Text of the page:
How Propolis Works:
In order to understand the medicinal value of propolis, we need to understand its main component, bioflavanoids. A bioflavanoid is a chemical that aids in the anti-oxidant effect of vitamin C. It protects of blood vessels by aiding in the absorption of oxygen thereby making blood vessel walls less fragile and more flexible. For example, varicose veins are unhealthy because they are starved for oxygen. They consume 3-fold less oxygen and produce more lactic acid than do healthy veins. Bioflavanoids allow the walls of veins to absorb more oxygen thereby effectively treating varicose veins. Another function of bioflavanoids is to act as stabilizers of collagen. In this service it augments the effect of vitamin C. Propolis has significant anti-oxidant properties (free radical scavenging) as noted by electron spin resonance spectroscopy. It inhibits cytochrome-Creductase pathways, which also serves an anti-oxidant function.
Propolis has been tested in the laboratory in a variety of models including culture plates, plant studies and animal models. In plant work: propolis, in concentration of 10 – 5, when compared to controls, was 40% more effective in treating the cucumber mosaic virus, 22 % more so in treating the tobacco spotting virus and 18 % more so in treating tobacco necrosis virus. (Bojnansky-Czechoslovakia) In animal studies: the anesthetic effect of hydroalcoholic propolis is equivalent to 5 % Novocain in sheep and dog abdominal surgery with no change in pulse, breathing, temperature and reflex excitability. (Tsakoff-Bulgaria) Propolis’s anesthetic properties are 3.5 times greater than cocaine and 5.2 greater than Novocain (Curylo 1970). Propolis has interesting anti-cancer potential as demonstrated by its caffeic acid phenethyl ester being preferentially cyto-toxic on tumoral cells. The antitumoral property of Ethanol Extract of Propolis (EEP) is significant and lasting. In addition, mice irradiated with 60 CO gamma radiation survived significantly longer than controls that died of cancer.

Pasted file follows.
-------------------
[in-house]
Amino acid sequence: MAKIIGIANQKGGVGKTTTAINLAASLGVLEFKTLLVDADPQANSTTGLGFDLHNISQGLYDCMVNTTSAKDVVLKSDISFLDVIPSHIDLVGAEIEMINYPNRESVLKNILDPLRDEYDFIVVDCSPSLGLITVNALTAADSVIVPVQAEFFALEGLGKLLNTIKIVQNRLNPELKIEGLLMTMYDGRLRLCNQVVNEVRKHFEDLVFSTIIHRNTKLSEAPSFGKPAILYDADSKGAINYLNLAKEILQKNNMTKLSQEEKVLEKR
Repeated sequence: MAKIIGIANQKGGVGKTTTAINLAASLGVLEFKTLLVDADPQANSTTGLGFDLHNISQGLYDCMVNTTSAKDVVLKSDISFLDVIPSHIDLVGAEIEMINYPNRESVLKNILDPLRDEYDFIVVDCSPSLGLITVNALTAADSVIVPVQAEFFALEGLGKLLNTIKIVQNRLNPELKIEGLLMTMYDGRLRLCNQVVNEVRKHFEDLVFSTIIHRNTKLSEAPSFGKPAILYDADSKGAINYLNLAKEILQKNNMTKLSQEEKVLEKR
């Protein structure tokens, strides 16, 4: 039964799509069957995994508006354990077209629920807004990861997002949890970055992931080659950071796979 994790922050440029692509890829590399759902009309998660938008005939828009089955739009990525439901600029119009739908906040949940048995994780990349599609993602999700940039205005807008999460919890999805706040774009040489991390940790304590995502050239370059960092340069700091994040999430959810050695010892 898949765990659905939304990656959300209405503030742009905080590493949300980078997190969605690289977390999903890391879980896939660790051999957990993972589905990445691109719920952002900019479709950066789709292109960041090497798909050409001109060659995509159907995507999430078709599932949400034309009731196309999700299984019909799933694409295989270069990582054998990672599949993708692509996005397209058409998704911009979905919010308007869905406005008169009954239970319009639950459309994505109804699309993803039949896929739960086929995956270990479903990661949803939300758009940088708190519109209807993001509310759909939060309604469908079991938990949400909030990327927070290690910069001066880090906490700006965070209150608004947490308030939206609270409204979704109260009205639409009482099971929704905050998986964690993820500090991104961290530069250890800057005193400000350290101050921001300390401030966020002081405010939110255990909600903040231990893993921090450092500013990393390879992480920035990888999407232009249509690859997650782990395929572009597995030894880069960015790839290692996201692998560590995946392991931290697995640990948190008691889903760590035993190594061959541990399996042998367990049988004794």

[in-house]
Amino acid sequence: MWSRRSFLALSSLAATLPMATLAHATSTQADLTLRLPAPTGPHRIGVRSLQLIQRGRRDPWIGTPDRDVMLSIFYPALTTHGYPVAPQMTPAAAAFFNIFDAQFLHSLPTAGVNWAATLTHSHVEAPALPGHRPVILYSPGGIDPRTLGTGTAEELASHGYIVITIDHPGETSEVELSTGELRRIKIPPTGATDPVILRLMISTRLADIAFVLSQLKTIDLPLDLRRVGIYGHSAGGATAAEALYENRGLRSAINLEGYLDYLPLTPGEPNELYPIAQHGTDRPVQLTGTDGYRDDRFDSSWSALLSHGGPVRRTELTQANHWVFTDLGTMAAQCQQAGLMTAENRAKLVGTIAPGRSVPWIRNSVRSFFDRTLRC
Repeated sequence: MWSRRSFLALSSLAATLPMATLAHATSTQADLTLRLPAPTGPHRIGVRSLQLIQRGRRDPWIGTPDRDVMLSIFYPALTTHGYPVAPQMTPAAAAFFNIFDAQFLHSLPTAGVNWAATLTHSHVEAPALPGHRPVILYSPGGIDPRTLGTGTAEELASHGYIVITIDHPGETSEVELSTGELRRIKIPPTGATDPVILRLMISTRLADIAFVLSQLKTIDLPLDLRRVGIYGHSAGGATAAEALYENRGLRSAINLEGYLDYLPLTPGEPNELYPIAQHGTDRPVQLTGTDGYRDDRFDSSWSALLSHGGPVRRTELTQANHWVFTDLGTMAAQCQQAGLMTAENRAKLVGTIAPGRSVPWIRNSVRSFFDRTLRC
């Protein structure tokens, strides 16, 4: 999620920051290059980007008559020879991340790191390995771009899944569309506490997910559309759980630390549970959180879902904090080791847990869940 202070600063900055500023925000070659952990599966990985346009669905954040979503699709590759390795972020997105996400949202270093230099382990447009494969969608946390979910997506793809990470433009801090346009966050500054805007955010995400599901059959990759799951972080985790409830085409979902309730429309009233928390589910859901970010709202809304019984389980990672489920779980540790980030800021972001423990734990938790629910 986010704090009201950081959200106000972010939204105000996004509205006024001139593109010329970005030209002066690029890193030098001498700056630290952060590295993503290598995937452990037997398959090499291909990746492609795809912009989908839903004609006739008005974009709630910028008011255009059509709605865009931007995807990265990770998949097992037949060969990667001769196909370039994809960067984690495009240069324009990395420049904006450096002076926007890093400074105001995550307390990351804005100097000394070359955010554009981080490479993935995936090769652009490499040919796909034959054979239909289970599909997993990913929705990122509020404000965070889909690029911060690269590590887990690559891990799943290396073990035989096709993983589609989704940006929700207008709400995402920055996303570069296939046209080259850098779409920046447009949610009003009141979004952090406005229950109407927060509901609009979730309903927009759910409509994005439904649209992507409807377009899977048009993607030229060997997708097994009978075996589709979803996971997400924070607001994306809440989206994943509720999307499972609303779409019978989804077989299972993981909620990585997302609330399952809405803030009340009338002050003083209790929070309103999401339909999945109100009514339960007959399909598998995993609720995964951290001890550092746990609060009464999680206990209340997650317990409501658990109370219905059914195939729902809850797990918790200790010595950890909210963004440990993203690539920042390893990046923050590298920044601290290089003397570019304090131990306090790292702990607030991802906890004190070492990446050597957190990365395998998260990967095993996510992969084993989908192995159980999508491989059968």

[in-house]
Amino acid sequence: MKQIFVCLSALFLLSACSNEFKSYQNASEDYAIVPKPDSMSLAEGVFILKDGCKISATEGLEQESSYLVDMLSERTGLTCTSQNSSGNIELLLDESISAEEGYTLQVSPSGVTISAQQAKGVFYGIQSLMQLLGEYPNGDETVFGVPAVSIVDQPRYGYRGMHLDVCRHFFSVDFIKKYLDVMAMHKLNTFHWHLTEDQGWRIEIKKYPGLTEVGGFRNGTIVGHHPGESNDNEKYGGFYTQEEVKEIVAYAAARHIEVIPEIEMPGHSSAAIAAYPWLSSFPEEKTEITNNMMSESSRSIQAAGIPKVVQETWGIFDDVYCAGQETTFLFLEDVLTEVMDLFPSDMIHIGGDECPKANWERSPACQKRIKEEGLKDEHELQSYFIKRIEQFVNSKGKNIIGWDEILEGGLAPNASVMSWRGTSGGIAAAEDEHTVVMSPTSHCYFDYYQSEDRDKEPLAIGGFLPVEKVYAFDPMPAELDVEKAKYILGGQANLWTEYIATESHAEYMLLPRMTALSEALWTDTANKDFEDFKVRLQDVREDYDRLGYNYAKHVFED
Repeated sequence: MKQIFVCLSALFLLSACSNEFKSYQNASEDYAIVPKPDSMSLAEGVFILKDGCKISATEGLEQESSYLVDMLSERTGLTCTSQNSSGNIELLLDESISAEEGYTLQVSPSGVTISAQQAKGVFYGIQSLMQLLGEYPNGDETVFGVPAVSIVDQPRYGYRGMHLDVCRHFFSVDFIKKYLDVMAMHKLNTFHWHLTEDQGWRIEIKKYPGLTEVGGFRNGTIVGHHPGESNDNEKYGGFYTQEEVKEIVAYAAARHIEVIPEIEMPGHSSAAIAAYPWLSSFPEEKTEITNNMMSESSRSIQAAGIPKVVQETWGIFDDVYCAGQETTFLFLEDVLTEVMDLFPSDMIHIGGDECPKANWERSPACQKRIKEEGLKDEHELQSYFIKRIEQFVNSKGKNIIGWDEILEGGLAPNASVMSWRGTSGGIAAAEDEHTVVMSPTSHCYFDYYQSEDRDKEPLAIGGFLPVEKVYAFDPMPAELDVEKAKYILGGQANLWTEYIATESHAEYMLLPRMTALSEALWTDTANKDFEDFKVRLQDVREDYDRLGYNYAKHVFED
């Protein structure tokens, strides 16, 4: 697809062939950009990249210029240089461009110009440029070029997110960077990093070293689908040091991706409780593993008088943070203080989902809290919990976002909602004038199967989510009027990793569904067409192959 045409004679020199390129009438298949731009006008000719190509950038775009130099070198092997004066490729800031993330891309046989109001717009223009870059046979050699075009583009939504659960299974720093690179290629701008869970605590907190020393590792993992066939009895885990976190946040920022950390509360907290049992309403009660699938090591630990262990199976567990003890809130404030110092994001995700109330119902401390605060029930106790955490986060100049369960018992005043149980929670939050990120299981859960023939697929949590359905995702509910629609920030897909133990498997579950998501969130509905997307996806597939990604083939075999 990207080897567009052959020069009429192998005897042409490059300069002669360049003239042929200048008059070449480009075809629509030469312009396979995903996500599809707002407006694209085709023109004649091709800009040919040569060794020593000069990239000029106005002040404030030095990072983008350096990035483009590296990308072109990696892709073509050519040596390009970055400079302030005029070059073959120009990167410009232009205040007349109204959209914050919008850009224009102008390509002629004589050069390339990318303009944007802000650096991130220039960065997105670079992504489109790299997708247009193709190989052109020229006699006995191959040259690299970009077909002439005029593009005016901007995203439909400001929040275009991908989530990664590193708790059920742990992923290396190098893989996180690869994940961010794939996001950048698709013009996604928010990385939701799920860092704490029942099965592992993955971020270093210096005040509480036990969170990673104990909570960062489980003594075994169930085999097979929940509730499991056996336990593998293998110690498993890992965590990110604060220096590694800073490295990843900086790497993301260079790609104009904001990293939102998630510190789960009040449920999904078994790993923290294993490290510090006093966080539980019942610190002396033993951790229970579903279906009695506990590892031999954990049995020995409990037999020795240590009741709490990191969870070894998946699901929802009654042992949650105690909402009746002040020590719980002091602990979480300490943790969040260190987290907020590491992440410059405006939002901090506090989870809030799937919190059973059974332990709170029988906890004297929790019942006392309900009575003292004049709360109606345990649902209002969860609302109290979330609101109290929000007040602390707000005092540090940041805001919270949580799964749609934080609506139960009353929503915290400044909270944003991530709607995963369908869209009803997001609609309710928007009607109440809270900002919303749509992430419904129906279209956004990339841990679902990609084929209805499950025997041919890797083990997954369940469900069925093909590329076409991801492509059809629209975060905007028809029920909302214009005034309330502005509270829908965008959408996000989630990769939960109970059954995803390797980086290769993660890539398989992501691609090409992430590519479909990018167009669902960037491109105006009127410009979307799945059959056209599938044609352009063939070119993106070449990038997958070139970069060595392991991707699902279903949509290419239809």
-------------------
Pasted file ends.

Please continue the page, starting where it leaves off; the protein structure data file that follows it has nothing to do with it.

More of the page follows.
The study of propolis has produced a wealth of clinical information. Some in vitro work with the Herpes Simplex Virus (HSV) shows that propolis leads to a decrease in infecting titre and inhibition of viral replication. In many countries, pro polis is used as a first line topical anti-biotic, anti-viral, anti-inflammatory, antibacterial and analgesic agent. It stimulates granulation and epithelization therefore being used to treat superficial lesions (cervical erosions, post-surgical sores, vaginitis) (Sucher;
Propolis’s most common use is in the treatment of parodontopathies (tooth ‘ and gum problems) (Gafar;
Most of the work with propolis has been done in Eastern Europe, the Soviet Union and